Pain for the Prosecution

Assistant district attorney Kristen Pain sent criminals to jail -- and then went to jail herself.

Guerinot disagrees, pointing out that Pain has apologized, been jailed and publicly humiliated. "What more do they want?" he asks. "She never denied responsibility. She's done everything that she ought to do, and I think that should be the end of it. For god's sake, if you make a mistake and you can't come back from it, I think we're all doomed."

Shortly after their arrest, Pain and Langham checked into separate drug and alcohol rehabilitation centers. They say they've been clean and sober for the past seven months.ooooooo Pain says she's glad the hypocrisy of prosecuting drug users is behind her. And though she misses her former colleagues, she's happy to no longer be involved in the drinking life that was so much a part of her time as a prosecutor.

"The law-enforcement culture is a drinking culture," she says. "I think that has something to do with what you have to deal with every day. It's a release. You celebrate a win, and you drown your sorrow in a loss."

She recalls that she and her friends used to meet almost every day after work at a bar on Market Square, and that they'd joke they were alcoholics. She says she's lucky she never killed anyone while driving home. And -- though she knows it sounds like self-serving pathos -- she says she's glad her darker side was finally revealed.

Jail, says Pain, was educational: "It was interesting for me to see the other side."

Like other female inmates who have been in law enforcement or have family members in law enforcement, Pain was placed in a protective-custody cellblock. Rather than risk her safety by mingling with the jail's general population in the law library or during recreation time, Pain remained in her cellblock, leaving only for daily visits with Langham.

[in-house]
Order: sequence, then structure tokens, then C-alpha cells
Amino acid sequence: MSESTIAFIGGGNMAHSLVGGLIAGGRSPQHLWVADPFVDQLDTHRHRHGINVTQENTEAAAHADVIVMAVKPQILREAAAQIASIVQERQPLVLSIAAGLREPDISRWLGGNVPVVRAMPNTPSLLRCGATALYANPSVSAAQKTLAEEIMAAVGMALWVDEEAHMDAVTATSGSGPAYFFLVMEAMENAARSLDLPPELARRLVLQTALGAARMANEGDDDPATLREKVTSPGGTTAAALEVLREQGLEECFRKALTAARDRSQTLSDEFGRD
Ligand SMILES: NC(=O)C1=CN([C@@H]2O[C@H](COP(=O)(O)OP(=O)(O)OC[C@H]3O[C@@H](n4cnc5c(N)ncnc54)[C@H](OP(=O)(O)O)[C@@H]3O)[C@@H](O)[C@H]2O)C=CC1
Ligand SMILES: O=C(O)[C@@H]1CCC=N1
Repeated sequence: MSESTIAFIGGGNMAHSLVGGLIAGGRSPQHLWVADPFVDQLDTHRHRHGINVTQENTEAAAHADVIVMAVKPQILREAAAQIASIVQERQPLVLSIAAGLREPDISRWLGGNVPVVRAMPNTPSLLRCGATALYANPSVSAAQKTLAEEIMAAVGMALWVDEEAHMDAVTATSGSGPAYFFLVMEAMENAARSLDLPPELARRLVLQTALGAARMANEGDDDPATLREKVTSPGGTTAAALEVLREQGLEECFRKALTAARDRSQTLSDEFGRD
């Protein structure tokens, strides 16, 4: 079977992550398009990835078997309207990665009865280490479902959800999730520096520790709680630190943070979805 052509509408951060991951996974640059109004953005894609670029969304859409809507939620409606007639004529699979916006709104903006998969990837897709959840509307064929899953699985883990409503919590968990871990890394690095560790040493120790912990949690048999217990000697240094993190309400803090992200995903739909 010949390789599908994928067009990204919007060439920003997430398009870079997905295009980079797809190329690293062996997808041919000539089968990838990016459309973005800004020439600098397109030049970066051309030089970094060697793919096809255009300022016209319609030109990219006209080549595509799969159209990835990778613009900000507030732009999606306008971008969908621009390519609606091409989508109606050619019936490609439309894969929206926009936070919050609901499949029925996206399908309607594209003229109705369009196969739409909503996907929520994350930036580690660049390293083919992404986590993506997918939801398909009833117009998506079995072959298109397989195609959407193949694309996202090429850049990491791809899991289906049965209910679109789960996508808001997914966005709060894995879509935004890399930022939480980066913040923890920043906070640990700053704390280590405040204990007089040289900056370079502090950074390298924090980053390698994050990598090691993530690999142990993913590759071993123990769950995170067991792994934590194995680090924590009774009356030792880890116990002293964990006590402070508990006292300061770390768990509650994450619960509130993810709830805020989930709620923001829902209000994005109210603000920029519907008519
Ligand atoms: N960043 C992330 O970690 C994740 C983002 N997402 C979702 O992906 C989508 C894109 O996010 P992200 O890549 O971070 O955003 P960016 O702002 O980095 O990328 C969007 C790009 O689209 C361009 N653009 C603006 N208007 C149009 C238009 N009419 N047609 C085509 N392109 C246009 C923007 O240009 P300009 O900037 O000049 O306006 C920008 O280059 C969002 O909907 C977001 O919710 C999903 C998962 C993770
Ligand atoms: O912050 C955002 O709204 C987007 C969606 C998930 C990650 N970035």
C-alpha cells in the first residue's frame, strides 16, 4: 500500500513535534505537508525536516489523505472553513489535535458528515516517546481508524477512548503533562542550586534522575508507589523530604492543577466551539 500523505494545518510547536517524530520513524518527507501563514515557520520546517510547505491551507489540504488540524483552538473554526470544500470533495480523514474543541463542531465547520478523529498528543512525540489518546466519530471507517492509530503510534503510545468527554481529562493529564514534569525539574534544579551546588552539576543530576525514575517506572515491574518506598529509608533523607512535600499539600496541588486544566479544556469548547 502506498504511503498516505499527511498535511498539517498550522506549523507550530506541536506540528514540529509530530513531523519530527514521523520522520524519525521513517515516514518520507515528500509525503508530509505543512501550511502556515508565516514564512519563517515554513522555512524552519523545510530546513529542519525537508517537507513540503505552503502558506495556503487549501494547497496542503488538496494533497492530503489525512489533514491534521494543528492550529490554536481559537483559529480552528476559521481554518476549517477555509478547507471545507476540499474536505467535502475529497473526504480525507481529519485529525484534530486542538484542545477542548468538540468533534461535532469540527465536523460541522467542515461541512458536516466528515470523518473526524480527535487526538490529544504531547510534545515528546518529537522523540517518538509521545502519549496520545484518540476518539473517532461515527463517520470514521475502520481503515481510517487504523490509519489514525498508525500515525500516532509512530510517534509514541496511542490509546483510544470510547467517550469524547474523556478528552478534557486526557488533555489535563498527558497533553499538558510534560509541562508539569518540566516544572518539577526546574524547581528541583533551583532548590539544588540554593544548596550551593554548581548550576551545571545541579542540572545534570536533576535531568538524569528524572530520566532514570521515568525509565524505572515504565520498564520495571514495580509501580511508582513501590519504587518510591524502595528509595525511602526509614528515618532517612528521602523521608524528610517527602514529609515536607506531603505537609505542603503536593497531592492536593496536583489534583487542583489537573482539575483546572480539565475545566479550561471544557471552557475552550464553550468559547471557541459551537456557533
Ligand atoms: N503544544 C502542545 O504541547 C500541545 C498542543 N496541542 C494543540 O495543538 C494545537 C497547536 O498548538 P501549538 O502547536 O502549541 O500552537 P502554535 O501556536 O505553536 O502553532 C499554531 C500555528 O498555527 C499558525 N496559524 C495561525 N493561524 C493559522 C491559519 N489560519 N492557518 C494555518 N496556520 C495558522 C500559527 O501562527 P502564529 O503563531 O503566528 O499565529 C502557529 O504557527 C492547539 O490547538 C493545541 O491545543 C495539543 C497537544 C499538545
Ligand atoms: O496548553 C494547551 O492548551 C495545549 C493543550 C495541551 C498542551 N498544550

To compensate for her lack of physical activity, she ran in place for 45 minutes twice a day and used the cell bars and her bunk to do basic floor exercises. "It was funny because some of the other girls started working out with me," she remembers. "I started getting everybody in shape and telling them what they could and couldn't eat. It was kind of neat."

Now that Pain is out, Langham is due to begin serving his own 45-day sentence. While he's behind bars, Pain will handle his performance-enhancement clients.

The couple is full of plans for their life after his release. They hope to fulfill their community-service requirement by speaking to at-risk groups, such as teenagers, about the low side of the high life. They want to write a "physique transformation system and success guide," which they hope to market through the Internet. And they'd like to write another book about their run-in with the law.

Pain is uncertain about her future as a lawyer. According to the Texas State Bar, serving any time in jail is grounds for disbarment. But so far, Pain has heard nothing from the Bar, and she hopes she'll keep her license.

She says she has no plans to practice law again, though in a strange way, her drug conviction has opened up a new career possibility. "All the defense attorneys I've talked to," she says, "say I'd make a great defense attorney now.

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